I don’t think that Donald Trump is playing games here. I think that he believes everything he says – convincing himself that his “false flag” theory is the truth even as he says it. It is part of a delusional pathology.
This means that he is incapable of understanding that, in the final analysis, he may well have triggered the present anti-Semitic acts. It is his threatening and demeaning rhetoric during the campaign and subsequently that has given license to potentially violent elements within American society.
Here is how law professor David Cohen, quoting an earlier source, explains what Trump is doing: he is using language “to incite random actors to carry out violent or terrorist acts that are statistically predictable but individually unpredictable.” The technical term for this behavior is “stochastic terrorism.” Stochastic refers to generating statistical probabilities.
One of the possible consequences of this sort of rhetoric is explained by Tara Culp-Ressler, senior editor of ThinkProgress: “In this scenario, a lone wolf terrorist wouldn’t be explicitly instructed to commit their crimes, but they would be encouraged by rhetoric that appears to normalize that type of activity.”
It is unlikely that Donald Trump realizes what he is doing in these terms. He probably stereotypes his own behavior as necessary and correct just as he stereotypes the behavior of those who disagree or oppose him as wrongheaded and personal (rather than principled). Most likely, he behaves as he does in an almost instinctual way. He is a born-and-bred bully.
Finally, if we are to probably contextualize the consequences of President Trump’s rhetoric, we must also note that it not only plays to “lone wolves” and white supremacists, but also resonates with longstanding themes of conservative Republicans and American Christian Fundamentalists. Both of these large groups espouse a white mono-culture wherein Jews, among many others, are outsiders. Trump, for all his anti-racist protestations, seems to draw these people to him and comfortably walk the same road as they do.
In the first chapter of Plato’s masterpiece The Republic, there appears a character named Thrasymachus. Socrates engages this character in a debate about the nature of justice. Thrasymachus argues that justice is ultimately whatever the stronger party says it is, and he tries to bully Socrates into agreeing with him. He is uninterested in Socrates’ opinion or the logic of his argument while intent on dominating the conversation. When Thrasymachus is unable to get his way he becomes sullen and rude.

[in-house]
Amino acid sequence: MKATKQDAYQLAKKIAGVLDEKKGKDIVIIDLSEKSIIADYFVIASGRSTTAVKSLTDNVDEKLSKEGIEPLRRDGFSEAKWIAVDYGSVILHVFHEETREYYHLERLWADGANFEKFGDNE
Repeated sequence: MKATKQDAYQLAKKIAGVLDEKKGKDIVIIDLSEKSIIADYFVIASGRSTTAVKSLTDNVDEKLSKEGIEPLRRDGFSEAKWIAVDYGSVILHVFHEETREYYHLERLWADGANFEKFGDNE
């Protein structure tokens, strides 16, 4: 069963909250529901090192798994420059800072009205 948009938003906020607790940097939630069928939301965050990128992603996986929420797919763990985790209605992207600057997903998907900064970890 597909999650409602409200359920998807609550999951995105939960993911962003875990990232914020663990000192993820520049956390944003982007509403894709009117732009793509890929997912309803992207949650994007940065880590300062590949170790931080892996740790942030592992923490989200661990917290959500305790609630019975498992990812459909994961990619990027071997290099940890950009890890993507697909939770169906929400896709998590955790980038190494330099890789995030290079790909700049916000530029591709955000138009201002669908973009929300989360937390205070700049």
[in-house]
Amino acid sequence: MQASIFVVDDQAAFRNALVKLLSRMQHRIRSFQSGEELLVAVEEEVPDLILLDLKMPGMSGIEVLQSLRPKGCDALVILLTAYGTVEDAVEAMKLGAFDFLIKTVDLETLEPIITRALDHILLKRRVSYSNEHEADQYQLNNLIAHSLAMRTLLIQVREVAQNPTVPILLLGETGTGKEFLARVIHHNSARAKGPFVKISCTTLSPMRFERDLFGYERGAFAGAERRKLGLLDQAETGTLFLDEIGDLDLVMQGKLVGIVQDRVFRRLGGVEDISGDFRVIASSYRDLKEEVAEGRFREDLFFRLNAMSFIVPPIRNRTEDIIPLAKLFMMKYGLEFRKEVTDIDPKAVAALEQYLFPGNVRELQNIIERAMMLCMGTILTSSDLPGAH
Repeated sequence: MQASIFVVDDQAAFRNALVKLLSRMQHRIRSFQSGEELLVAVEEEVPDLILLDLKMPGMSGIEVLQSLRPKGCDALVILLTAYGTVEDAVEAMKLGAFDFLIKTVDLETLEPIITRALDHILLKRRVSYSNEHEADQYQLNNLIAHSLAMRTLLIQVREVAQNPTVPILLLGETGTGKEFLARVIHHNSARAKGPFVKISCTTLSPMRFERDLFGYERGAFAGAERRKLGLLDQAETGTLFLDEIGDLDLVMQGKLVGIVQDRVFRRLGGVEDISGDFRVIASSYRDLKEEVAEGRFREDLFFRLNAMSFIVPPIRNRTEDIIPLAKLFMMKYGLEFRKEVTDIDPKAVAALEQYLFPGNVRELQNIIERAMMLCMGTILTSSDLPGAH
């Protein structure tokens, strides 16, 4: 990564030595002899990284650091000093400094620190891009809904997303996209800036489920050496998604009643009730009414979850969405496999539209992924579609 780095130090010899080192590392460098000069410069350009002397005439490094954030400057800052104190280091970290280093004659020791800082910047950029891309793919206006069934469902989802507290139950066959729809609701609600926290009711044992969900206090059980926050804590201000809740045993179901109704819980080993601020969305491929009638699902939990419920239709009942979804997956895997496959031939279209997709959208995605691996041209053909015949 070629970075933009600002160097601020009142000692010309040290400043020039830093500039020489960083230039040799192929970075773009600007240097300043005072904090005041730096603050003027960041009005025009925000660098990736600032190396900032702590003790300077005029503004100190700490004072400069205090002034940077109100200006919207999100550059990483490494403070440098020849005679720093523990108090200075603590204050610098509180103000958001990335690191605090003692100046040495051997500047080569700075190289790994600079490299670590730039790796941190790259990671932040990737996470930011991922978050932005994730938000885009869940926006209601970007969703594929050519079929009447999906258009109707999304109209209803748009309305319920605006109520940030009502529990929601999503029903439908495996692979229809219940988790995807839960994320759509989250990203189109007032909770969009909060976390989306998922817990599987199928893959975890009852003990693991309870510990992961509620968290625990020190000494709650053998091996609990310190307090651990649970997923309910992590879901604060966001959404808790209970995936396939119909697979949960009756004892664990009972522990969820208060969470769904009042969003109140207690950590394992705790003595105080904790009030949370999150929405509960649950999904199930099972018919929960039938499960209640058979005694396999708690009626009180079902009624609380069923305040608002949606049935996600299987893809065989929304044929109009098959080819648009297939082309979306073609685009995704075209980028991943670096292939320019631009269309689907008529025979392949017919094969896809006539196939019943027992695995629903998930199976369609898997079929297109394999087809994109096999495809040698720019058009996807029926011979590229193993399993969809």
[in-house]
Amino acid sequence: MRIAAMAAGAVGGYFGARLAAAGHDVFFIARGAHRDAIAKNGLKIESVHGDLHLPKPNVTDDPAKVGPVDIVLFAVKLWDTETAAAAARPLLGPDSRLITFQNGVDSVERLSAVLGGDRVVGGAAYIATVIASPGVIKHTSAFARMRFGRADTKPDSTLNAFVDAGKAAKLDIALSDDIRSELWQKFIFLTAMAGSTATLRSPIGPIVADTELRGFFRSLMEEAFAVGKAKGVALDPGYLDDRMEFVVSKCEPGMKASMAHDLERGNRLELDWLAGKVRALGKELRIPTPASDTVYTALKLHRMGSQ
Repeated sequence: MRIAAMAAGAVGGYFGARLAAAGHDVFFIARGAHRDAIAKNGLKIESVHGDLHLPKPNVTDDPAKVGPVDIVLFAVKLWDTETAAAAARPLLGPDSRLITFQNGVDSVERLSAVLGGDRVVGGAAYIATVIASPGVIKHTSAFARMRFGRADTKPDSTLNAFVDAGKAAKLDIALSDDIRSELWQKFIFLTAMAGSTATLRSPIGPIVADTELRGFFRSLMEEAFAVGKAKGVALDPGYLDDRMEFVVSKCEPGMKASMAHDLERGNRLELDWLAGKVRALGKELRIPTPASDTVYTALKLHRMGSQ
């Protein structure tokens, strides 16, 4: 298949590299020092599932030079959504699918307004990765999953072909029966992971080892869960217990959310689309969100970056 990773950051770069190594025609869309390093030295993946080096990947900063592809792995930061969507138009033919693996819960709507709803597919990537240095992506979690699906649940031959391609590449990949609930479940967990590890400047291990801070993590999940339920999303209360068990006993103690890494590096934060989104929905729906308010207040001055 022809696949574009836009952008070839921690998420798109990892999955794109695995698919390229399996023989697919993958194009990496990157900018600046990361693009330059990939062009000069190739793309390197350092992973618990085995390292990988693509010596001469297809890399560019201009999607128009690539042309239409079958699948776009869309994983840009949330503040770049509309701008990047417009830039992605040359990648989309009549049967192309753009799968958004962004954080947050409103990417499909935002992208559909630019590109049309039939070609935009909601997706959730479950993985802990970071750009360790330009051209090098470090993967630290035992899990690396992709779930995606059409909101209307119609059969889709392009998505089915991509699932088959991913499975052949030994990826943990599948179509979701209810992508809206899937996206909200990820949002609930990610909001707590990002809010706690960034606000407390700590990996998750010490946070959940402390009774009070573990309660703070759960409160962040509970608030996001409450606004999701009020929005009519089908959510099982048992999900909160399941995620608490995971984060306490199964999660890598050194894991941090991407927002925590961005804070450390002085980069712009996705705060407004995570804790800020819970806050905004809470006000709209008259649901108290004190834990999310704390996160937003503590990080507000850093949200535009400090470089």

Plato’s effort to construct an ideal state, governed by so-called “philosopher kings” – that is, people who, in Plato’s opinion, have the ability to accurately understand the world – can be understood as a reaction to a world that has become governed by the likes of Thrasymachus.
Donald Trump provides us with this same sort of challenge for he is our modern-day Thrasymachus: a self-centered bully uninterested in any other point of view but his own. In our case, such a man has indeed attained power and in doing so has also liberated the boorish element of the population who mimic his approach to the world. Thus it is you, Mr. President, who may well have set loose the anti-Semites.
Lawrence Davidson is a history professor at West Chester University in Pennsylvania. He is the author of Foreign Policy Inc.: Privatizing America’s National Interest; America’s Palestine: Popular and Official Perceptions from Balfour to Israeli Statehood; and Islamic Fundamentalism. He blogs at www.tothepointanalyses.com.